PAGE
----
Like the title says, Richard Godbeer’s World of Trouble explores the problems faced by Quakers living in Philadelphia during the Revolutionary War. He focuses on one specific family to illustrate the problems faced by many. During the Revolutionary War, many Quakers refused to take sides, not only due to their non-violent religious beliefs, but because Quakers formed a merchant class which did not welcome the disruption to trade or the drastic changes in class structure the Revolutionary War brought.
Before the War, Henry Drinker was a successful merchant engaged in international trade. He and his wife Elizabeth enjoyed a pleasant, prosperous life, one that becomes more difficult after Henry decides to sell British tea during the tea boycott. In September 1777 Henry Drinker and 20 other Quakers were arrested on suspicion of supporting the British enemy and sent to a prison in Virginia. During this time, Elizabeth has to contend with both Americans and British trying to seize her property and commandeer her home as the city changes hands from one side to another.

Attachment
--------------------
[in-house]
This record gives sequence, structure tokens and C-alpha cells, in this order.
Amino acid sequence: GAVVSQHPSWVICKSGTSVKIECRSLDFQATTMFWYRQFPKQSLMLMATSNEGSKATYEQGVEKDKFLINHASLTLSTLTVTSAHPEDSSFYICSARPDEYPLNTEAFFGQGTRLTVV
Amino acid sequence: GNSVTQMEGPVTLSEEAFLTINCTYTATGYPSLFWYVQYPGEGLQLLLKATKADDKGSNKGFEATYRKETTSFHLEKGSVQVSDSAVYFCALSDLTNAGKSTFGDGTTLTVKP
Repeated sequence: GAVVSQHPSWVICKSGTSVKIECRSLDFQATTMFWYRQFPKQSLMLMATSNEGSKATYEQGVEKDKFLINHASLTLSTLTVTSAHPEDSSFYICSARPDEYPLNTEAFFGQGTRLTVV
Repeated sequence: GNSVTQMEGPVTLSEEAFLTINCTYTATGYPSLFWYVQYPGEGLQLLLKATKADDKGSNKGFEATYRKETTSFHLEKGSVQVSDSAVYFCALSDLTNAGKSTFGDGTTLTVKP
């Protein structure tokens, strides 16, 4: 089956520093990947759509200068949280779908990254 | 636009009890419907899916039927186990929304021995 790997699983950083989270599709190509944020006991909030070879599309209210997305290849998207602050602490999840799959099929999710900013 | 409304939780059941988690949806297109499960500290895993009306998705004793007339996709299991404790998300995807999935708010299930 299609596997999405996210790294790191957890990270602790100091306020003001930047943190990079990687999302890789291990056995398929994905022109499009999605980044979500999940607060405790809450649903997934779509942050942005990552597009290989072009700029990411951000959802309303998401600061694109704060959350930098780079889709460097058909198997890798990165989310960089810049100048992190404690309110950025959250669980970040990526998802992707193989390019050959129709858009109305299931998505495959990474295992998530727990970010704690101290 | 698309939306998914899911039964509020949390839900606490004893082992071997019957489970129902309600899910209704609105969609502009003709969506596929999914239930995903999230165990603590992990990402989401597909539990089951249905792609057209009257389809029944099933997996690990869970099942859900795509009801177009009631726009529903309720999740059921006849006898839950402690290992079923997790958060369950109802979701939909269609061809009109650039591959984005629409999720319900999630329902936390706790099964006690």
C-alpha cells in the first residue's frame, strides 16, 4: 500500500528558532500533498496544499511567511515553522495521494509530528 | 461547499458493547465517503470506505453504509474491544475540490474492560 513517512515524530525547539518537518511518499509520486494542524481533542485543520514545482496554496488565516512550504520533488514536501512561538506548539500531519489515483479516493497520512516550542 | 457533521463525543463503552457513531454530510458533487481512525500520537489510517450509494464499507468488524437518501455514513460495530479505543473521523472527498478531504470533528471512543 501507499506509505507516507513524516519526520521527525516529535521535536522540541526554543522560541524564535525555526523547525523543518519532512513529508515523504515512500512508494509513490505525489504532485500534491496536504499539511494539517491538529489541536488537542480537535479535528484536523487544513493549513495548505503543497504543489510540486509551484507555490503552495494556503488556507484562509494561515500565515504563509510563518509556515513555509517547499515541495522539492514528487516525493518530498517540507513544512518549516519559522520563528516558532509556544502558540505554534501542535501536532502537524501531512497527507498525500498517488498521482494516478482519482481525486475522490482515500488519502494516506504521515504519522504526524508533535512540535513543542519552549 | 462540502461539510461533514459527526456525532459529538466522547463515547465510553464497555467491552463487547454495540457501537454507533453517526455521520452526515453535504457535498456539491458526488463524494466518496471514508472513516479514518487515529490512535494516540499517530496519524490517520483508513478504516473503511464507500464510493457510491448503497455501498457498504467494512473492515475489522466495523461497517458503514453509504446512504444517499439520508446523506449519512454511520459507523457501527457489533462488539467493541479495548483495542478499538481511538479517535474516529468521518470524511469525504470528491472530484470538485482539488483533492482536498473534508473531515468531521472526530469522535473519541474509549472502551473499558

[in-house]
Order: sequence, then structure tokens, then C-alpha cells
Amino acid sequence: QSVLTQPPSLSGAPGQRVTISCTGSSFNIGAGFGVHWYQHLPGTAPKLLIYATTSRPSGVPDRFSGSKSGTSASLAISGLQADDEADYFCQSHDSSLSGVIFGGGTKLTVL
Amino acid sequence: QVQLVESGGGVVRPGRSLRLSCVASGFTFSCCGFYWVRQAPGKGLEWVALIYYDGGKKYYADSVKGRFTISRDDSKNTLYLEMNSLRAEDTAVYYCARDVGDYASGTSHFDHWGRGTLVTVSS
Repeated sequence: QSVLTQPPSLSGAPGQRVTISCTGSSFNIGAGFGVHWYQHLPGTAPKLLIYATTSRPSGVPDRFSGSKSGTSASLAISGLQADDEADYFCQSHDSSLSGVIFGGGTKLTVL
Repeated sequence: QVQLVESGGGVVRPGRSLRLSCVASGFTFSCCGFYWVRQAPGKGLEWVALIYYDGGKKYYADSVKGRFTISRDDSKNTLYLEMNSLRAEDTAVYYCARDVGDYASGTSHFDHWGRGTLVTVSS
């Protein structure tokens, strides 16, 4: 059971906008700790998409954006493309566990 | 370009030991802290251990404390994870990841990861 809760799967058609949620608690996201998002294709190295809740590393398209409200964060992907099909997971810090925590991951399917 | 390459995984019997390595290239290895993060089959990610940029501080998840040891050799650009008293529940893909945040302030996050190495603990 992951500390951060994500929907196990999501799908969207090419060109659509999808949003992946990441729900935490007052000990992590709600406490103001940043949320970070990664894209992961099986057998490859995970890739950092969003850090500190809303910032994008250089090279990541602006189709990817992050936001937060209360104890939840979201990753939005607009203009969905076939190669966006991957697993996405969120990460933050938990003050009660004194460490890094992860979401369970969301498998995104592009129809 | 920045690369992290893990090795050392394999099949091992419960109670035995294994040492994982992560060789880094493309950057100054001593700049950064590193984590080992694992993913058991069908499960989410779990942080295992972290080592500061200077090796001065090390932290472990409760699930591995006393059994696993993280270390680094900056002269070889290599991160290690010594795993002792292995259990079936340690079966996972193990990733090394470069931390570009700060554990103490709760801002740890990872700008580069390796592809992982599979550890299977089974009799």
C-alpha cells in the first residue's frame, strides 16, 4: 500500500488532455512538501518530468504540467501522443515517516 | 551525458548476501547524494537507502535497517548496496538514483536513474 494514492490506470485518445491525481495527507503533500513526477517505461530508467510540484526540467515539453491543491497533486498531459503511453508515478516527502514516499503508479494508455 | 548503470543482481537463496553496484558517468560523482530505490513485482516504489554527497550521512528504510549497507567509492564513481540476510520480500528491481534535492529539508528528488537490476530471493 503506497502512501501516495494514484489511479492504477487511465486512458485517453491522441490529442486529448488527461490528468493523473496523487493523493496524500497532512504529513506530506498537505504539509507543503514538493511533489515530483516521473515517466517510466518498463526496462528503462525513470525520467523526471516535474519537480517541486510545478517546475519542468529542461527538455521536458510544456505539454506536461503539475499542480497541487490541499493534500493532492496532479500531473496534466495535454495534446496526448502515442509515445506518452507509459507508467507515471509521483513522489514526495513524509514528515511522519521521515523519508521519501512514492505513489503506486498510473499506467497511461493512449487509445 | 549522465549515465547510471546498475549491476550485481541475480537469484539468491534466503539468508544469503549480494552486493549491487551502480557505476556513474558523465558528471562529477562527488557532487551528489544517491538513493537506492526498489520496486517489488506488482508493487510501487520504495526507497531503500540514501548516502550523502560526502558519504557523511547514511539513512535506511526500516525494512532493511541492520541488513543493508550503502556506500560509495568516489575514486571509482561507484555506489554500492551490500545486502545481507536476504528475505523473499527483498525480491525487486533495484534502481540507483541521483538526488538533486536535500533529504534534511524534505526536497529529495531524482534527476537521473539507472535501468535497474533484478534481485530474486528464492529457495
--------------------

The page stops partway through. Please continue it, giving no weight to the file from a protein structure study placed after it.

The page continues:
We know so much about this time in the Drinker’s lives thanks in large part to the diary Elizabeth kept throughout her life. She recorded many details about day to day matters, like her family’s health issues and the struggles of dealing with domestic servants. It’s a wonderful source to learn more not only about the Drinkers, but also about the paternalistic way Quakers treated their servants and their attitudes towards illegitimate children and interracial relationships.
World of Trouble is not a flat chronological read. The author takes key moments in the lives of the Drinkers, like Henry and Elizabeth’s engagement, and shapes a narrative that includes information about general customs while telling a story specific to Elizabeth and Henry. The couple are interesting enough to keep the story going and the historical facts flow easily around them. The footnotes are exceptional and will help anyone with a research interest in Philadelphia Quakers or the city of Philadelphia during the Revolution.